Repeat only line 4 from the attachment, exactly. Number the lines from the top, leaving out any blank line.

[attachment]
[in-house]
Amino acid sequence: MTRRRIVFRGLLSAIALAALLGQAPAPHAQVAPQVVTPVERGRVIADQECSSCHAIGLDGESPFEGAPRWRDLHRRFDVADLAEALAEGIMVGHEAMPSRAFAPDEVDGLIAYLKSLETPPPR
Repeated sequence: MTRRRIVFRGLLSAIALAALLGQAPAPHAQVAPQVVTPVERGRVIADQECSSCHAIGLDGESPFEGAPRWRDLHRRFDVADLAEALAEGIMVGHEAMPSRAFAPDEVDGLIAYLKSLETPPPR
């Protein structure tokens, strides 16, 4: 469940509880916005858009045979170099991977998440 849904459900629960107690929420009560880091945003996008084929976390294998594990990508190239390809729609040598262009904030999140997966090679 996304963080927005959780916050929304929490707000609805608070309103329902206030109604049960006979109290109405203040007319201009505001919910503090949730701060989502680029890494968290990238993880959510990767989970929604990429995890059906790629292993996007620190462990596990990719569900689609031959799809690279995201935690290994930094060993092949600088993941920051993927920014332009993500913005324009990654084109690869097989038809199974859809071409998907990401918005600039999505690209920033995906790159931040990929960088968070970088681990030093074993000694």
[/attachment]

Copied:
């Protein structure tokens, strides 16, 4: 469940509880916005858009045979170099991977998440 849904459900629960107690929420009560880091945003996008084929976390294998594990990508190239390809729609040598262009904030999140997966090679 996304963080927005959780916050929304929490707000609805608070309103329902206030109604049960006979109290109405203040007319201009505001919910503090949730701060989502680029890494968290990238993880959510990767989970929604990429995890059906790629292993996007620190462990596990990719569900689609031959799809690279995201935690290994930094060993092949600088993941920051993927920014332009993500913005324009990654084109690869097989038809199974859809071409998907990401918005600039999505690209920033995906790159931040990929960088968070970088681990030093074993000694």